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Project on Government Oversight




Government Fails to Protect Employees Who Blow the Whistle on National and Homeland Security Weaknesses

April 26, 2005 


Even after the September 11th terrorist attacks, the government has failed to create a safe haven for employees to bring forward their concerns about national security and homeland security weaknesses, according to a report released today by the Project On Government Oversight (POGO). The report release coincides with an event held today by the new National Security Whistleblowers Coalition, who are lobbying the Congress for more protections.

Before the 9/11 attacks, whistleblowers such as the FBI's Colleen Rowley and the FAA's Bogdan Dzakovic vainly tried to persuade their agencies to address security weaknesses. If the government listened to them, the attacks might have prevented. Instead, for their patriotic efforts, they faced retaliation by their superiors. Despite Time Magazine naming 2002 "The Year of the Whistleblower," government employees face a far less glamorous reality: Being fired, harassed or blacklisted by their agencies.

Whistleblowers at most government agencies including the Department of Energy, the Department of Homeland Security, and the Defense of Department (civilian employees) who seek protections under the now defunct Whistleblower Protection Act, find that it has been dismantled in recent years by a series of judicial rulings that are hostile to whistleblowers.

But many whistleblowers, including those at the FBI, CIA and Transportation Security Administration (airport baggage screeners) were never protected by laws that would allow them to go to court to challenge the retaliation. Instead, they are resigned to appealing to people inside their agency for help help which almost never comes but, rather, results in more retaliation aimed at silencing their criticisms and concerns.

For example, last month, National Security Agency intelligence analyst Russ Tice was forced to report to an off-site government warehouse where he unloaded trucks. His crime? Reporting that a co-worker might be a Chinese spy. Tice awaits the result of a hearing held to determine whether he will lose his security clearance, a move that might stop his career short.

Last week, FBI agent Robert Wright was stripped of his badge and notified that he would be fired in 30 days. Like Colleen Rowley, Wright had expressed concerns about the handling of investigations into terrorism suspects. Wright's plight prompted columnist Bob Novak to author a column titled "Muzzling FBI's Whistle" after the FBI launched its fourth retaliatory investigation to harass him in 2003.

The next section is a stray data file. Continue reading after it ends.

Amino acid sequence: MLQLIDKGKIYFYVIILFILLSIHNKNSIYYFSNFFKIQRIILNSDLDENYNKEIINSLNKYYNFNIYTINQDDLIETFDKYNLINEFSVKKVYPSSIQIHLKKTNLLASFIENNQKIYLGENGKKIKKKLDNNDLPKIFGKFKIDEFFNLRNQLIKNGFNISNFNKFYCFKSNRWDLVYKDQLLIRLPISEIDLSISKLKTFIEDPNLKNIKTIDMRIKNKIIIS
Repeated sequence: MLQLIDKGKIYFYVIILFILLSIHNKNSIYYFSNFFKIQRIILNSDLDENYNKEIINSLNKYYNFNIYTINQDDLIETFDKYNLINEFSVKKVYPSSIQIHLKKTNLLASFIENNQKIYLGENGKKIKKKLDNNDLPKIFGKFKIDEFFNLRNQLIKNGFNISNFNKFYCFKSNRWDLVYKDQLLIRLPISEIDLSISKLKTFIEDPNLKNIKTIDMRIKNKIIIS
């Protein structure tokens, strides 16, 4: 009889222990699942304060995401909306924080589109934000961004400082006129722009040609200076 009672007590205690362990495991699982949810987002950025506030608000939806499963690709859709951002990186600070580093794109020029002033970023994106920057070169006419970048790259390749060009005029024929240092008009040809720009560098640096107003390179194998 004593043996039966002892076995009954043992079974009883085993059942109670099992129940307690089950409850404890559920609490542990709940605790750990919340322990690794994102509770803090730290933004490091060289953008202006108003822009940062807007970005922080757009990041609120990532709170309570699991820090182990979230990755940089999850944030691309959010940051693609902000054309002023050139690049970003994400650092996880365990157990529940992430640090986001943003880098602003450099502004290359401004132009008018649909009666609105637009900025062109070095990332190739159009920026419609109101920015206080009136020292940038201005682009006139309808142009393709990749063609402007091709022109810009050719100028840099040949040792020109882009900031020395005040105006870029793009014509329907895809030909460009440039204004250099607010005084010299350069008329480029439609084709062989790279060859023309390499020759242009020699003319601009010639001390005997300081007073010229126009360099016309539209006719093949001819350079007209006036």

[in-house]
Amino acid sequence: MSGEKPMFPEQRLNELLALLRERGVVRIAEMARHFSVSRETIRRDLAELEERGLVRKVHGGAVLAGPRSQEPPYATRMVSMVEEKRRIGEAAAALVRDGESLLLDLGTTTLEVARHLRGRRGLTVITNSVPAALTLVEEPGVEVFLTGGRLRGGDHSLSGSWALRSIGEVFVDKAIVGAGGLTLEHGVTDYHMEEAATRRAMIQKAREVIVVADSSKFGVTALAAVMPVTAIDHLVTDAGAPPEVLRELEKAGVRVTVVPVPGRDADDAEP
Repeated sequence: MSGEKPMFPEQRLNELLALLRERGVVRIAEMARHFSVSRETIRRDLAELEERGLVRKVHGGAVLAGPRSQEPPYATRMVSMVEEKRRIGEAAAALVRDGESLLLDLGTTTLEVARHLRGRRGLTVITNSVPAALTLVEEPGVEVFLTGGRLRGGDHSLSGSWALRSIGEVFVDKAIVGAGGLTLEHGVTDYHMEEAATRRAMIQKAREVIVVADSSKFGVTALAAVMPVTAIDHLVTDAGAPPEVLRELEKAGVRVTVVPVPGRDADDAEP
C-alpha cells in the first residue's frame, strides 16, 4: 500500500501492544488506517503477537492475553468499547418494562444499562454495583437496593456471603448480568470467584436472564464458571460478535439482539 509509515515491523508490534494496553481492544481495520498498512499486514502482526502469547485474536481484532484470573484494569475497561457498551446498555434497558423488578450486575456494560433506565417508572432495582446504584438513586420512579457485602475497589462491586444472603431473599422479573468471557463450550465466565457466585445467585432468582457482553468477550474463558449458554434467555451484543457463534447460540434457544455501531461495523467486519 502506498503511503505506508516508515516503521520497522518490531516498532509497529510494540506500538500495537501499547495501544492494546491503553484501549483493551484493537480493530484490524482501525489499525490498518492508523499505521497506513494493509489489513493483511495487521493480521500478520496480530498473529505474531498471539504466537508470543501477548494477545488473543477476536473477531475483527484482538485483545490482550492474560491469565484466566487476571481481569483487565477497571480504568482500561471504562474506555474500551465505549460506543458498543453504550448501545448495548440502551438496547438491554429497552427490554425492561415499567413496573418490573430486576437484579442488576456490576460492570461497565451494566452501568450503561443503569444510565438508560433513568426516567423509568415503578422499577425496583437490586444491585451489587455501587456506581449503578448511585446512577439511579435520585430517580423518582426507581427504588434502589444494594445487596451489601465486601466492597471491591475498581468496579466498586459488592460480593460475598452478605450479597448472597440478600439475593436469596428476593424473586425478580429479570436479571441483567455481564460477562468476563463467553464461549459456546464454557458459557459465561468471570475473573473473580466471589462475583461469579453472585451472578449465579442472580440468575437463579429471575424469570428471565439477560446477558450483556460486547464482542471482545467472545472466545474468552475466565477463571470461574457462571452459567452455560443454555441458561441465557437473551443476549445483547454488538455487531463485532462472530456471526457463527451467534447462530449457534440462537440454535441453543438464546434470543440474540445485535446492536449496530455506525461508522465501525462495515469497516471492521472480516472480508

FBI whistleblower Sibel Edmonds similarly expressed her doubts about the agency's ability to pursue terrorists given numerous problems in its translation unit. Despite the fact that the FBI confirmed her allegations had merit, as did the Inspector General, she has faced a protracted legal struggle against powerful secrecy rules imposed upon her.

"Congress has been derelict in its duty of ensuring that government employees can feel safe enough to express their concerns. Whistleblower retaliation sends a clear message to employees: Don't bother risking your career to improve homeland security. Security weaknesses fester under the cloak of government secrecy," said Danielle Brian, Executive Director of POGO.

In the coming days, Rep. Ed Markey (D-MA) is expected to introduce legislation which would extend genuine whistleblower protections to government and corporate whistleblowers.

POGO's report "Homeland and National Security Whistleblower Protections: The Unfinished Agenda," can be viewed here. To learn more about the National Security Whistleblower's Coalition which is organized by Sibel Edmonds, visit her website.

Founded in 1981, the Project On Government Oversight (POGO) is a nonpartisan independent watchdog that champions good government reforms. POGO's investigations into corruption, misconduct, and conflicts of interest achieve a more effective, accountable, open, and ethical federal government.

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